Candle Making: In preparation for Christmas, have students make their own candles. Discuss the symbolism of light and how candles are often used to represent Jesus as the light of the world. Allow students to decorate their candles with Nativity-themed designs, such as stars or angels. This activity combines sensory engagement, and fine motor skills, and serves as a reminder of the true meaning of Christmas.
Here’s a step-by-step guide on how to do it:
- Beeswax sheets
- Candle wicks
- Popsicle sticks or craft sticks
- Decorative materials such as glitter, stickers, markers, etc.
- Heat source (like a hairdryer or heat gun)
- Glue or double-sided tape (optional)
- Begin by explaining the process and safety precautions to the children. Remind them to be careful with the hot wax and heat source, and to listen to your instructions.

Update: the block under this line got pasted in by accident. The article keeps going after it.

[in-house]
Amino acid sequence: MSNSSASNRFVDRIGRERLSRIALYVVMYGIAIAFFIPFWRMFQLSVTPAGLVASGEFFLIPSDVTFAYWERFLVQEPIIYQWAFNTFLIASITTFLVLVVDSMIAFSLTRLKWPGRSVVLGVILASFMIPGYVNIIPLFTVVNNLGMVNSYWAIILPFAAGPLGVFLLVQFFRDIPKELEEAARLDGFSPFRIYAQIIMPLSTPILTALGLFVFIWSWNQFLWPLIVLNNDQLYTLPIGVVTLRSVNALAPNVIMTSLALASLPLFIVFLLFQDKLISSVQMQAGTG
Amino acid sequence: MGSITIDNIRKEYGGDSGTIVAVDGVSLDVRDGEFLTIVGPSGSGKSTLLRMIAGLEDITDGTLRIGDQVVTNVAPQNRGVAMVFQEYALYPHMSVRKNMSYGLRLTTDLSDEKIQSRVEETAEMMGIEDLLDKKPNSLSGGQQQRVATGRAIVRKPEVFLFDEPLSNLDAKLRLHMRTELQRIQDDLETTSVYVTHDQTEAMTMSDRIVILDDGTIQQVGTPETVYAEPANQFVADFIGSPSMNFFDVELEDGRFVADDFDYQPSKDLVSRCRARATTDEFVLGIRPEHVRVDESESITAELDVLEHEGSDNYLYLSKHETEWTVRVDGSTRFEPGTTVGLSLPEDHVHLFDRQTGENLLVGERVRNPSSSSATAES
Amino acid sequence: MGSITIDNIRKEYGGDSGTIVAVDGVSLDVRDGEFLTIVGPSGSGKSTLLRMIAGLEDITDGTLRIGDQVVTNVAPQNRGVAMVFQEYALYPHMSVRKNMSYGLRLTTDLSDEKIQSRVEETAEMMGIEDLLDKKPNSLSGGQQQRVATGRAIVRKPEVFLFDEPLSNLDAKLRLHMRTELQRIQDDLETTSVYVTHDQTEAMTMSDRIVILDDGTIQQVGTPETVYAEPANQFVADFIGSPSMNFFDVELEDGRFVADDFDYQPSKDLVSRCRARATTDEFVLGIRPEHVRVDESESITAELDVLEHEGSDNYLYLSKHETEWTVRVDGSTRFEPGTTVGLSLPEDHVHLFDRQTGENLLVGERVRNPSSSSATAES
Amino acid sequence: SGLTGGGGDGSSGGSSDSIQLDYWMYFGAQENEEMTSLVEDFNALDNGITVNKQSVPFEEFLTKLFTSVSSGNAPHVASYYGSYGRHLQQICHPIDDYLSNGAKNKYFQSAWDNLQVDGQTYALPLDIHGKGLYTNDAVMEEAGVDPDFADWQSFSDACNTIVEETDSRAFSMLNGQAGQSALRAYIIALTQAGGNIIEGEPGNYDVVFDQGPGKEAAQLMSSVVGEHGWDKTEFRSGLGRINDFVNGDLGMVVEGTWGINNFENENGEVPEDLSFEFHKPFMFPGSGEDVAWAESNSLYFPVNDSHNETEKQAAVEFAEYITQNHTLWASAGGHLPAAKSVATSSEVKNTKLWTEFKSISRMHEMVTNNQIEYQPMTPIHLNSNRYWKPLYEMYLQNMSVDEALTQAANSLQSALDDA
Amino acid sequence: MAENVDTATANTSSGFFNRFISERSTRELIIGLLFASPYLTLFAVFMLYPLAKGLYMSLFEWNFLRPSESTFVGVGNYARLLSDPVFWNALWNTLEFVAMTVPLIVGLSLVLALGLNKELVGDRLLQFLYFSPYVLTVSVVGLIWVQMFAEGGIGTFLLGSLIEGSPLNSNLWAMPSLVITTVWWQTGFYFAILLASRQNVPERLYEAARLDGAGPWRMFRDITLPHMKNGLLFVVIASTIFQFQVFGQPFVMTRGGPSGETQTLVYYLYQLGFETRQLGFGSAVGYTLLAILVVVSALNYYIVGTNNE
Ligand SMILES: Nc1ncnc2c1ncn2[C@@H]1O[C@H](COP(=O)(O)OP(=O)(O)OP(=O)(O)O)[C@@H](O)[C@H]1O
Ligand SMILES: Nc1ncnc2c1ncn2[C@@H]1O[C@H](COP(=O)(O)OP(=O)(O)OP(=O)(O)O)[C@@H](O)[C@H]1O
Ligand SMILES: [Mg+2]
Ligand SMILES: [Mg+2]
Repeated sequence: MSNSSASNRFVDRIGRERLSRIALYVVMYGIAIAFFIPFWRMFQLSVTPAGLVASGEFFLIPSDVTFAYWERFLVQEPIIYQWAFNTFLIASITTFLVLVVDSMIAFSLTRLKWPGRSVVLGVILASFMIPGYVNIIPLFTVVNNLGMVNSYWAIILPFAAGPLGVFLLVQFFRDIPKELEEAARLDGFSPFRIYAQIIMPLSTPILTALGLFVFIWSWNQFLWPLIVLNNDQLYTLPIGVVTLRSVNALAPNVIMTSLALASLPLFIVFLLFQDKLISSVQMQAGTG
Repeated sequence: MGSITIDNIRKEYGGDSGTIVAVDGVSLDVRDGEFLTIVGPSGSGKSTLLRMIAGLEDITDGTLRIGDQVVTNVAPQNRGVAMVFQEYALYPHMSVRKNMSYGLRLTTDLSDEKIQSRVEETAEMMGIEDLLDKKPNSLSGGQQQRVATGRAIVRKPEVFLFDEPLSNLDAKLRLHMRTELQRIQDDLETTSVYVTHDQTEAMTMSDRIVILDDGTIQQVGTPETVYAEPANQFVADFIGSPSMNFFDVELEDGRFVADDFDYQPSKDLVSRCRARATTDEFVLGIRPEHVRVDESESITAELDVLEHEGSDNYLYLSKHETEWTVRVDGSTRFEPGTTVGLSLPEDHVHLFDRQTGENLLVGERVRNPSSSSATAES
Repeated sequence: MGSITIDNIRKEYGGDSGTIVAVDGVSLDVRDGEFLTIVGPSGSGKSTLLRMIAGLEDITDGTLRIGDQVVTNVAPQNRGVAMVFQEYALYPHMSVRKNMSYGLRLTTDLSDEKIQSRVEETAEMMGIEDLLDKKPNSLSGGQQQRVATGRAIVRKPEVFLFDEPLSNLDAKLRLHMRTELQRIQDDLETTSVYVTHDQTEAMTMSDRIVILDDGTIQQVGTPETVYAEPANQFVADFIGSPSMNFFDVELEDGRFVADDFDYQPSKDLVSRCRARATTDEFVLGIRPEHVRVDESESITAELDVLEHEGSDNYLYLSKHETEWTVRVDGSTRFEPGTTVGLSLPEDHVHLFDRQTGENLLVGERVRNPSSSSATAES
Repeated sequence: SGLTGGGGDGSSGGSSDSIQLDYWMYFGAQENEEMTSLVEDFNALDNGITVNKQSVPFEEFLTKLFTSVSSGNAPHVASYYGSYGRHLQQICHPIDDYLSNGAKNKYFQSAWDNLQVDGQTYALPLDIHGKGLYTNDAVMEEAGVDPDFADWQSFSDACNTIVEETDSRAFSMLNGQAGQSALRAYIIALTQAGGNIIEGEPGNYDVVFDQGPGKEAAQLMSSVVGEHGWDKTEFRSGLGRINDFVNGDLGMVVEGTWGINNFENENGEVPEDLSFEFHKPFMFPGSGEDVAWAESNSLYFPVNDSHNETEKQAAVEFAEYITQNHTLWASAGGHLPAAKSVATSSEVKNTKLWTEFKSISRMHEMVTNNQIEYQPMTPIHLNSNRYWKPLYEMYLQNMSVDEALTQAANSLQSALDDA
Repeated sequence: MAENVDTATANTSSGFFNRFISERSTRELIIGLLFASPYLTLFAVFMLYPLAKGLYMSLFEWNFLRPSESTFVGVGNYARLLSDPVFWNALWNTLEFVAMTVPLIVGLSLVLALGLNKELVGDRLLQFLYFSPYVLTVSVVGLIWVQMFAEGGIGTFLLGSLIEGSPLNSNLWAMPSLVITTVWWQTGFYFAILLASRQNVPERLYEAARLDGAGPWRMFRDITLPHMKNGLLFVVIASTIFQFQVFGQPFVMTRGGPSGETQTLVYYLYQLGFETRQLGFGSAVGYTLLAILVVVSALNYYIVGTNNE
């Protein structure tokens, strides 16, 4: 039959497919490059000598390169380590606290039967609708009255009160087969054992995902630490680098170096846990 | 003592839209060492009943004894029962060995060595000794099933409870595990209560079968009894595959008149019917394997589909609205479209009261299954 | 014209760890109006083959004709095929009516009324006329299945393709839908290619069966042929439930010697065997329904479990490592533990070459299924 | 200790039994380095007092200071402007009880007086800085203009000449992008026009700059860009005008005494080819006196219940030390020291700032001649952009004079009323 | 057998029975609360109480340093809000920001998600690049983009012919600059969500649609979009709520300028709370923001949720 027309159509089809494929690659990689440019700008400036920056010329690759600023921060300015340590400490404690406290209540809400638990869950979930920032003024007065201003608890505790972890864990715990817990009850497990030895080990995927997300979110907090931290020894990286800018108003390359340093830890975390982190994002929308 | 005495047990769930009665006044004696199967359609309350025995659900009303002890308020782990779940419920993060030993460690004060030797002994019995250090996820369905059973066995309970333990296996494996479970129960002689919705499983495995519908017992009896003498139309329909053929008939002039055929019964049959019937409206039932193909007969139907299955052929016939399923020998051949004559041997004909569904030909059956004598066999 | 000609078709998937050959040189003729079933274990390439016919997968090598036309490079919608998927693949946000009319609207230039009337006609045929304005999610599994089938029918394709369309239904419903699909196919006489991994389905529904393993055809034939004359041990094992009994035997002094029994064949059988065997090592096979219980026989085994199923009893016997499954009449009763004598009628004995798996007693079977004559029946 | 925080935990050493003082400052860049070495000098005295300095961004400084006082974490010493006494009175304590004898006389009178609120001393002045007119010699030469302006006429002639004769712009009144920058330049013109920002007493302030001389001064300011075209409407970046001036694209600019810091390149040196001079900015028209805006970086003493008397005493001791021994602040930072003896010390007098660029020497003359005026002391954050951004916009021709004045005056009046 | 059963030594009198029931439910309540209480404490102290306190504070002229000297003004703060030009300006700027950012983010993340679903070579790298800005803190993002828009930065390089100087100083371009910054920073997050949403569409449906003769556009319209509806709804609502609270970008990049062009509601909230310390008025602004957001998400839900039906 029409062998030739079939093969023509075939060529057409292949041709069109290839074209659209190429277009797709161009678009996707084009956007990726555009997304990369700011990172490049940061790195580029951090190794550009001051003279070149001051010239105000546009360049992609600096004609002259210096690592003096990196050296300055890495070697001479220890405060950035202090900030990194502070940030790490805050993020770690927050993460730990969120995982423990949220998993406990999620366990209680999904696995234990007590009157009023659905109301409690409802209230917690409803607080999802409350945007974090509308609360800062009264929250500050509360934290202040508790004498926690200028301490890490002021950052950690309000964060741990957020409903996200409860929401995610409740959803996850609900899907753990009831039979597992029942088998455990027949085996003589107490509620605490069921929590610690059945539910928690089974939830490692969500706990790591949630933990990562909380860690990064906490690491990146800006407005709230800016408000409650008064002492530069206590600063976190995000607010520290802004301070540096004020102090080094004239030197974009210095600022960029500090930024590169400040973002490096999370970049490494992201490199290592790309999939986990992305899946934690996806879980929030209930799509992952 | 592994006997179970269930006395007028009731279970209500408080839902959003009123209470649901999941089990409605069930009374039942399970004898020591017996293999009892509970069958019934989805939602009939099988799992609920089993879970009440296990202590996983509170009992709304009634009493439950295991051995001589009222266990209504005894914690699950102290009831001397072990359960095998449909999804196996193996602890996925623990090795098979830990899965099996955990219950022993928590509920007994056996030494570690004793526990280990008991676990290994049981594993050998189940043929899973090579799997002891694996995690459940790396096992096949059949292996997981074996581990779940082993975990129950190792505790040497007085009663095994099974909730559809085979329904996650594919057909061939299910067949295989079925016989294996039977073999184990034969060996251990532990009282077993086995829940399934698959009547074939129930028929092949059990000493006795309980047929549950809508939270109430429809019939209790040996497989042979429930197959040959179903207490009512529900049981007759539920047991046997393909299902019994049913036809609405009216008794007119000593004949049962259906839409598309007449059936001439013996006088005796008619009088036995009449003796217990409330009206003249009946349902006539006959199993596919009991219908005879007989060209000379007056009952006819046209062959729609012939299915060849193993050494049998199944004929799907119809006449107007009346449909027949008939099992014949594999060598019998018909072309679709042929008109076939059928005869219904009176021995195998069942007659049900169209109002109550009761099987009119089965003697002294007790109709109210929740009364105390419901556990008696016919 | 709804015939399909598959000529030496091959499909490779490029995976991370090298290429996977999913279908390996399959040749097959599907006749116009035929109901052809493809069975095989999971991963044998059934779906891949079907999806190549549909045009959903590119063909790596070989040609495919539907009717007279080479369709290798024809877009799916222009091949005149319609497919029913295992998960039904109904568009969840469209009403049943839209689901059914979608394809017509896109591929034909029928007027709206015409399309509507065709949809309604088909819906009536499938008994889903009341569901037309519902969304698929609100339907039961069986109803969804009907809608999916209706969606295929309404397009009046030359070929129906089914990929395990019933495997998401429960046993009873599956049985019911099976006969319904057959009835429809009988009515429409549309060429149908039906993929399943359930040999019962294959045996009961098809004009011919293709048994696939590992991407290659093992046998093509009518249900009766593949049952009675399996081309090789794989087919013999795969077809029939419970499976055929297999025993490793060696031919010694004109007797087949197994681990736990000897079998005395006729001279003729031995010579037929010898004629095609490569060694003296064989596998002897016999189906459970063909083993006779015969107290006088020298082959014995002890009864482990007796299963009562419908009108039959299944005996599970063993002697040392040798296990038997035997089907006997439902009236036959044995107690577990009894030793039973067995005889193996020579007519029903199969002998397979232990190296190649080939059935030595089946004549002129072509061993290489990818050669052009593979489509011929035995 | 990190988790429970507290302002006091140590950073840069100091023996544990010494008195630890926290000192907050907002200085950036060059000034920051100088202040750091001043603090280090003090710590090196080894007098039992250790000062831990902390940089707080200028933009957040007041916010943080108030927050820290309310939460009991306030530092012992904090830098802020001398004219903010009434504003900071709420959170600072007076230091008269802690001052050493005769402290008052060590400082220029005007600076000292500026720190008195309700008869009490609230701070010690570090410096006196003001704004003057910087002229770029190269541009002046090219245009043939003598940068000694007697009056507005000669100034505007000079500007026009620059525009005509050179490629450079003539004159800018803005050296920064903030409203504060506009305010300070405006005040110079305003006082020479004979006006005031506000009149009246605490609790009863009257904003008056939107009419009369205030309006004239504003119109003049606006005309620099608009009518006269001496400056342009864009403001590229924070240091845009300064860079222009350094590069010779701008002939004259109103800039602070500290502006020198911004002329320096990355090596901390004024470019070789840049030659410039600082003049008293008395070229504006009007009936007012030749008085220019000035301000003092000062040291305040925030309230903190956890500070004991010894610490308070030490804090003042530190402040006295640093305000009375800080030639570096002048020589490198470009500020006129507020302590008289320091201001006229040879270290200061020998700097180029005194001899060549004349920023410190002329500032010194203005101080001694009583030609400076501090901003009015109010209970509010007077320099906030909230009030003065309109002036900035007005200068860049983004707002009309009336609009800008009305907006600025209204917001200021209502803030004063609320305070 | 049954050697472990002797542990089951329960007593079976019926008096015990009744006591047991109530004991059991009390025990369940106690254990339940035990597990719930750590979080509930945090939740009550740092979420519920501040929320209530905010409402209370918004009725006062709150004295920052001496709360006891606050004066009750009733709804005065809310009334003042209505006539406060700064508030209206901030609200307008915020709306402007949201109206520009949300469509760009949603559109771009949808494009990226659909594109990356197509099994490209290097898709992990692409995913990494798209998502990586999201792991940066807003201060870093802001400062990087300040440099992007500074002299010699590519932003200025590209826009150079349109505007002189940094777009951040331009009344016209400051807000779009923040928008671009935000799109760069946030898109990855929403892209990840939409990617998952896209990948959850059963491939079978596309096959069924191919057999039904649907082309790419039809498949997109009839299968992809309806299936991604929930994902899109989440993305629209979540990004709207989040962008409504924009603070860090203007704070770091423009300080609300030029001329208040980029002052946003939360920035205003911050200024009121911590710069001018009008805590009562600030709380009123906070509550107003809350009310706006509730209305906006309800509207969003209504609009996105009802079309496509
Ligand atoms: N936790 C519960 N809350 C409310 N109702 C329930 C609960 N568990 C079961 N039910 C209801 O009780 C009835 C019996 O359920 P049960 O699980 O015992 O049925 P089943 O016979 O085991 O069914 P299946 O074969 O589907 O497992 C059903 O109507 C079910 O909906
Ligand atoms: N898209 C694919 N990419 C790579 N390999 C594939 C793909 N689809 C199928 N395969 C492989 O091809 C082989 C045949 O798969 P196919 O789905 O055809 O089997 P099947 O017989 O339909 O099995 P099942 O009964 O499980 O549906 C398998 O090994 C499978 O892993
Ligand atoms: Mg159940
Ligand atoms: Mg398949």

- Give each child a sheet of beeswax. Beeswax sheets are easy to work with and don’t require melting.
- Ask the children to choose a color for their candle and let them cut the beeswax sheet to the desired length using scissors.
- Place a candle wick at one end of the beeswax sheet. Leave around 1 inch (~2.5 cm) of wick hanging beyond the edge of the wax sheet.
- Ask the children to roll the beeswax tightly around the wick. Encourage them to press firmly as they roll to ensure the candle is well-formed.
- If the rolled beeswax doesn’t stick well, you can add a small amount of glue or use double-sided tape to secure the edge.
- Once the candle is rolled, ask the children to hold it upright and pinch the bottom tightly to ensure it stays in place.
- Decorate the candles! Provide the children with glitter, stickers, markers, or any other decorative materials they can use to personalize their candles. They can wrap the candles with colored ribbons or add their name or a message using markers.